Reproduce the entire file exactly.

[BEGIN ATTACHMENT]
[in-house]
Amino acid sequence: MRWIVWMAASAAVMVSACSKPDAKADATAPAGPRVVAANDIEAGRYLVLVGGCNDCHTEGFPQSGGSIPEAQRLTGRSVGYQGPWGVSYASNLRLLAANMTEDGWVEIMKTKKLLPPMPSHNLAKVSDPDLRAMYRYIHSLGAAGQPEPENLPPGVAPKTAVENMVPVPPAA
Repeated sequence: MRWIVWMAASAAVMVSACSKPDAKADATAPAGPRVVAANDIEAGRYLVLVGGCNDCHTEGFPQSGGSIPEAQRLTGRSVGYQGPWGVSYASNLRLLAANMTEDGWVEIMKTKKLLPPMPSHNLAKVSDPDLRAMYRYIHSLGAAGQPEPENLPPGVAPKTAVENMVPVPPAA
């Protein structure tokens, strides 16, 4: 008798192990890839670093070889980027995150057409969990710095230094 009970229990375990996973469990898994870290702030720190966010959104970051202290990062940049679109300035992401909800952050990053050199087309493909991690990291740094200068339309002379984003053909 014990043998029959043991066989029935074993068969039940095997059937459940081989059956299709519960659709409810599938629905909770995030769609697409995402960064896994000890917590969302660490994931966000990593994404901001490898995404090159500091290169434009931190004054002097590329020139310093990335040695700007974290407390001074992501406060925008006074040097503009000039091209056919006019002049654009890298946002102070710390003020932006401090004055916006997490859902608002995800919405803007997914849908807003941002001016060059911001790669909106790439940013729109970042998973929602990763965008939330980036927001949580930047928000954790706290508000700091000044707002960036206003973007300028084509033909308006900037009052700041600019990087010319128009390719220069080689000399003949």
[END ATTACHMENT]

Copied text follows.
[in-house]
Amino acid sequence: MRWIVWMAASAAVMVSACSKPDAKADATAPAGPRVVAANDIEAGRYLVLVGGCNDCHTEGFPQSGGSIPEAQRLTGRSVGYQGPWGVSYASNLRLLAANMTEDGWVEIMKTKKLLPPMPSHNLAKVSDPDLRAMYRYIHSLGAAGQPEPENLPPGVAPKTAVENMVPVPPAA
Repeated sequence: MRWIVWMAASAAVMVSACSKPDAKADATAPAGPRVVAANDIEAGRYLVLVGGCNDCHTEGFPQSGGSIPEAQRLTGRSVGYQGPWGVSYASNLRLLAANMTEDGWVEIMKTKKLLPPMPSHNLAKVSDPDLRAMYRYIHSLGAAGQPEPENLPPGVAPKTAVENMVPVPPAA
């Protein structure tokens, strides 16, 4: 008798192990890839670093070889980027995150057409969990710095230094 009970229990375990996973469990898994870290702030720190966010959104970051202290990062940049679109300035992401909800952050990053050199087309493909991690990291740094200068339309002379984003053909 014990043998029959043991066989029935074993068969039940095997059937459940081989059956299709519960659709409810599938629905909770995030769609697409995402960064896994000890917590969302660490994931966000990593994404901001490898995404090159500091290169434009931190004054002097590329020139310093990335040695700007974290407390001074992501406060925008006074040097503009000039091209056919006019002049654009890298946002102070710390003020932006401090004055916006997490859902608002995800919405803007997914849908807003941002001016060059911001790669909106790439940013729109970042998973929602990763965008939330980036927001949580930047928000954790706290508000700091000044707002960036206003973007300028084509033909308006900037009052700041600019990087010319128009390719220069080689000399003949």